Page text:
The flash seems to work fine but the image has a dark shadow on it like it never had a flash at all. (does the round button "auto thyristor" have anything to do with this problem?) and just what is that knob used for anyway???? Thanks
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Test fire it in the dark to see if you can locate the arc. If no arc, it is likely arcing in the charge capacitor or what might be left of the thyristor.. Which could mean a broken contact, solder connection or wire..
The flash has settings you will have to read your manual
the camera does the exposers not the flash
set your cameras appuatue to a high number and speed fast then shoot if you knew how to use your camera you would know the flash is uesd for filling in shadows and imitating the sun which is bright. Good luck
When the flash mode TTL. Then this situation can occur if the proximity is working with other studio flash light traps. Your work makes flash another flash while TTL metering. And when is your main flash another flash did not have time to recharge.
Yes. If you were able to set a faster shutter speed, then you would not expose the entire frame and would have the shadow of either the first or second shutter curtain (or both) partially masking the frame.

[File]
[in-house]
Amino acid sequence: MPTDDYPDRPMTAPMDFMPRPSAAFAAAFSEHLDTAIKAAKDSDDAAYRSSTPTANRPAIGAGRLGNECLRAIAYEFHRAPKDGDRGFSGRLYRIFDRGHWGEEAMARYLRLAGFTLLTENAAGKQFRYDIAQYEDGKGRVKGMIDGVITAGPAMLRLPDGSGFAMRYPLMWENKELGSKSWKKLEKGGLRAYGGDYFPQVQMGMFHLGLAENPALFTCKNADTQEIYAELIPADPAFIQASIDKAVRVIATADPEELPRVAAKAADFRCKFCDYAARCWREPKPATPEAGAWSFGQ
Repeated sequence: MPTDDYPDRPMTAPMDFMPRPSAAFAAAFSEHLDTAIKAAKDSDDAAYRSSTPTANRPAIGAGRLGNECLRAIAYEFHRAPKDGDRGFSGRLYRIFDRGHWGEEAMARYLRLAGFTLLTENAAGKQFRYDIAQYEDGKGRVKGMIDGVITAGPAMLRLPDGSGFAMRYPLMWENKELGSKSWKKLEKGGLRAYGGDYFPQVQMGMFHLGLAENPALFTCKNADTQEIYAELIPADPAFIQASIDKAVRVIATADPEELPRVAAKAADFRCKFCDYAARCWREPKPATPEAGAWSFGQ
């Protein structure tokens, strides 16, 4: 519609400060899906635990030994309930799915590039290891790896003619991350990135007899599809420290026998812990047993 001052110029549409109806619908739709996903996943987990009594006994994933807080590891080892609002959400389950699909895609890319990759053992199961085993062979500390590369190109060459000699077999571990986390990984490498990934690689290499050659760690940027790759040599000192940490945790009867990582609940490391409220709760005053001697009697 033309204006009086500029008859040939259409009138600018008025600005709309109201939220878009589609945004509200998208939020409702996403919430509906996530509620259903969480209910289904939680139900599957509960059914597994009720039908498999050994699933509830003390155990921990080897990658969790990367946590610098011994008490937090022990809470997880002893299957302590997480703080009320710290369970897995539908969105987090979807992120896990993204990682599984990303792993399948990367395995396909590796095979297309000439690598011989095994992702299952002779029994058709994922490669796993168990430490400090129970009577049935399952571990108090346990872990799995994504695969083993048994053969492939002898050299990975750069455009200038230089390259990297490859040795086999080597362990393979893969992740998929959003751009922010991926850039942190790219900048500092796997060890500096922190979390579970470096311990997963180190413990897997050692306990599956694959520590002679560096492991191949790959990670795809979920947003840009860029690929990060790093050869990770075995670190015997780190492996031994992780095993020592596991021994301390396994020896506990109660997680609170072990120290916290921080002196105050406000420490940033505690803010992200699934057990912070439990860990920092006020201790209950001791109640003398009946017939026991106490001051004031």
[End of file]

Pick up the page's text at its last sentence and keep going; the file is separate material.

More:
At higher speeds, the shutter is never fully exposed: before the first shutter curtain has finished travelling across the frame, the second one has stated it's journey. All SLR's have this issue and on some older models you could only use a maximum 1/60th of a second.
In practice though, in dark conditions the "slow" shutter speed does not affect exposure as the true exposure will be determined by how much light the flash puts out, and it puts this light out in as little as 50 microseconds (50 millionths of a second) for a modern electronic flash bulb.
Faster shutter speeds can be used successfully, but only with flashes which operate in high speed mode. What they do is to make the flash burst seem longer by rapidly firing the flash bulb many times. This trick can ensure that there is sufficient light to expose the frame at the highest shutter speeds. Shutters which operate at, say, 1/4000 may seem fast, but compared to the speed at which a single electronic flash burst operates, it's an eternity.
How is the camera set? How is the flash set? There are too many potential problems to answer without more info like what brand and model camera and flash, what settings etc. Take the camera to a camera store and ask them for help.